Mugger gives some shady reason and police check background to find criminal history of mugging.

          Police: You’re under arrest for murder with special circumstances mugger!

          Police: Why are you drawing your weapon mugger? Bang bang!

          Police to prosecutor: I was standing my ground and mugger pulled a gun.

          Lesson: Don’t be slow on the draw if you pack heat and don’t be a dipshit mugger-murderer.

          1. Mugger gives some shady reason and police check background to find criminal history of mugging.

            Bzzt. Brush up on your Bill of Rights. He has the right to remain silent, and his silence cannot be construed as evidence of guilt (and in FL, cannot be construed as evidence against SD). He only has a criminal history if he got caught.

            1. Ah yes, because muggers are known for taking the fifth and not confessing.

              Like anything, people can take advantage of the system.

              If you’re a mugger and you have a history of shooting people “in self-defense”, that can be used against you as circumstantial evidence.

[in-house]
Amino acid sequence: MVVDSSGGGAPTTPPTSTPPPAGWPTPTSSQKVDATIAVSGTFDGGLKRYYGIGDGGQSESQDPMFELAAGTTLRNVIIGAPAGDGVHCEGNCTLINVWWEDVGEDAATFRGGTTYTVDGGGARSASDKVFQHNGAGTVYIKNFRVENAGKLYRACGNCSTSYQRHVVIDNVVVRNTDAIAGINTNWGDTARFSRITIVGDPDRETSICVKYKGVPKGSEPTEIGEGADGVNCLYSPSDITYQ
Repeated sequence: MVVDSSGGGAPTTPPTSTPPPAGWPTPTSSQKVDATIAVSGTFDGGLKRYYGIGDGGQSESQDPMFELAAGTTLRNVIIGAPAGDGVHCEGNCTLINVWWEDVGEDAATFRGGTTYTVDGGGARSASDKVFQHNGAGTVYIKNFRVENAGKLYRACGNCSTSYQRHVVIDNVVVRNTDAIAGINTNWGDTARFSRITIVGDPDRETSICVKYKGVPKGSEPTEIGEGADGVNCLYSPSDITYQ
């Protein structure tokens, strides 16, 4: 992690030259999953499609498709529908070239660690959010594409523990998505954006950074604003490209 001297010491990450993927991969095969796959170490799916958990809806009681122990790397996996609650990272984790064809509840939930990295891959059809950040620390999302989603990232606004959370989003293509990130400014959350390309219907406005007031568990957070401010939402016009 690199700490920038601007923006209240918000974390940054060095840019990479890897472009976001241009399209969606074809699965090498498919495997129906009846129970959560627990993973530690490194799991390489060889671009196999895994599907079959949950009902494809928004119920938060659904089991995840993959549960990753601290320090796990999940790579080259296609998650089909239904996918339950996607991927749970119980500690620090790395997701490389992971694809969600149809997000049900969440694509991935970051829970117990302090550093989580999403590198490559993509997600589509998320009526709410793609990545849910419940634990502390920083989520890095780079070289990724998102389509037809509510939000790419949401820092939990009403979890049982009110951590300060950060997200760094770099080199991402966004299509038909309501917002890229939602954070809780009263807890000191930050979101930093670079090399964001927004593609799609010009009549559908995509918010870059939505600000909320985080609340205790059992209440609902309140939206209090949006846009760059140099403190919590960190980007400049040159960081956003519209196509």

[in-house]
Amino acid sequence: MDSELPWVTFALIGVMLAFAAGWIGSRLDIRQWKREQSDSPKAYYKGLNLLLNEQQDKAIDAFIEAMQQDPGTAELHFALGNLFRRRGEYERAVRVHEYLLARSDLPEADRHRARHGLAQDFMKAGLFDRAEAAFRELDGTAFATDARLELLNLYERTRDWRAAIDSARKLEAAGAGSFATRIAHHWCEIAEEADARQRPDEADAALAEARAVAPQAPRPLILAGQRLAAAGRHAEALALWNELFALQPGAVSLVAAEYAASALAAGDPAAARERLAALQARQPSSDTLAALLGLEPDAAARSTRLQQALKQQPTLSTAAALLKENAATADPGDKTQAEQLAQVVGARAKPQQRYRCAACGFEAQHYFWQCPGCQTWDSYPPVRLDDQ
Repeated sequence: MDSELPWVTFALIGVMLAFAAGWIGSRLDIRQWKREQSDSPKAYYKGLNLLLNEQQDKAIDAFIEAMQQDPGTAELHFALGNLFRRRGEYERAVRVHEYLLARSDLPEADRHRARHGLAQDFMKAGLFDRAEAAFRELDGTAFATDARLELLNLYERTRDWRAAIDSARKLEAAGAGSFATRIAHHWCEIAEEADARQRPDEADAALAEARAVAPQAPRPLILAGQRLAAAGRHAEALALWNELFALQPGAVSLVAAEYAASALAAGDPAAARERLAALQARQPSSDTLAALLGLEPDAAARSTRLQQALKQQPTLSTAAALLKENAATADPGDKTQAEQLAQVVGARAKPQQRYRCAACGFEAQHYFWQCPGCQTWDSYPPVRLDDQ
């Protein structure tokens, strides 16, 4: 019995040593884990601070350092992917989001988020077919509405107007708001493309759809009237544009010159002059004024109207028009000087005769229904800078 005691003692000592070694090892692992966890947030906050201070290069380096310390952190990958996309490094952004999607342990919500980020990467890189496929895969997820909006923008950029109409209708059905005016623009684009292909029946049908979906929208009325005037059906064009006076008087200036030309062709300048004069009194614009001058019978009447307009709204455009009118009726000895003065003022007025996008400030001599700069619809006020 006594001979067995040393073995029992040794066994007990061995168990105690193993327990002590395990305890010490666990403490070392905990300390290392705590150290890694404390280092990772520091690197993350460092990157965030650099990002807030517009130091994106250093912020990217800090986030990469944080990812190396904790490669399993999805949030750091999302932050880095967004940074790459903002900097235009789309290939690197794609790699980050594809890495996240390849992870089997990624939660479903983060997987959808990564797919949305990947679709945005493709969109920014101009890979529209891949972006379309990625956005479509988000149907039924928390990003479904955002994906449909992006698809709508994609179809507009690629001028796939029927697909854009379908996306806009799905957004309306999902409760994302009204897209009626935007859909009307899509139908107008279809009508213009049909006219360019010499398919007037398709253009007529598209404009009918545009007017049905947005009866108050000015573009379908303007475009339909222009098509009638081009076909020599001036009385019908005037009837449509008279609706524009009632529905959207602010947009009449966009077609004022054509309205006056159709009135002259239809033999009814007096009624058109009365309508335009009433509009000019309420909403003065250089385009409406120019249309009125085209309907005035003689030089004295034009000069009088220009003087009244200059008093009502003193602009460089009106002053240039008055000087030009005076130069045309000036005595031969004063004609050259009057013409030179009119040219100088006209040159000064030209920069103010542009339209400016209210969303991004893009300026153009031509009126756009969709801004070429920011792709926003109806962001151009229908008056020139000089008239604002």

1. LOL you write as if you know.

                A mugger is not going to confess to murder. Street criminals know how to play that game far better than you or I would.

                1. Haha. There are no muggers and mugger-murders in prison for confessing.

                  Are you that lefty you just keep doubling down on nonsense?

        2. Duty to retreat when someone standing in front of you in a hallway pulls a gun? Would that involve outrunning the bullet or just dodging it?

          While the killer’s lying he can just claim he was unable to retreat. Back to the same problem with getting justice where there’s not enough evidence.

          Anyway at least the guy had a chance. We can all agree these dangers are real and people need to be able to defend themselves with deadly force because you can’t count on the system.

          1. Yeah, ‘gun pointed at you’ is probably “I was unable to flee” territory.

            Not sure about that though.

            If I wasn’t armed and somebody pulled a gun and was going to shoot me, I would definitely run, rather than stand there and get shot. Unless the somebody was small enough that I was reasonably confident I could get the gun away from them before they could shoot me. So they’d have to be super-close.

            Otherwise, you gotta run, right? Most people are crappy shots. And with the heat of the moment and a moving target? I’d take that over struggling with a roughly equally matched opponent who already had the gun in his hand. That sounds like a reasonably assured death.